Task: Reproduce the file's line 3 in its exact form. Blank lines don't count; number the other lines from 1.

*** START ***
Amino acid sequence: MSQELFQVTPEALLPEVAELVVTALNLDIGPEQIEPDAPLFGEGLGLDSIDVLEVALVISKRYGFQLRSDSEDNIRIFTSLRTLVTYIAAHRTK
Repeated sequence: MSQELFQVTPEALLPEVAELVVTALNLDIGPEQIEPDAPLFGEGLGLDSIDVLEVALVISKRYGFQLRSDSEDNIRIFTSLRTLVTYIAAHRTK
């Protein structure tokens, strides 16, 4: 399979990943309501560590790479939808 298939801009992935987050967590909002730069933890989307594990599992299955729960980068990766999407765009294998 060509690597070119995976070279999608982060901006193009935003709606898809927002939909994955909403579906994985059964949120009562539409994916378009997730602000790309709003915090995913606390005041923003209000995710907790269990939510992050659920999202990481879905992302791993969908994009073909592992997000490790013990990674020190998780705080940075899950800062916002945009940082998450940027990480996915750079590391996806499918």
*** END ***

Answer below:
């Protein structure tokens, strides 16, 4: 399979990943309501560590790479939808 298939801009992935987050967590909002730069933890989307594990599992299955729960980068990766999407765009294998 060509690597070119995976070279999608982060901006193009935003709606898809927002939909994955909403579906994985059964949120009562539409994916378009997730602000790309709003915090995913606390005041923003209000995710907790269990939510992050659920999202990481879905992302791993969908994009073909592992997000490790013990990674020190998780705080940075899950800062916002945009940082998450940027990480996915750079590391996806499918």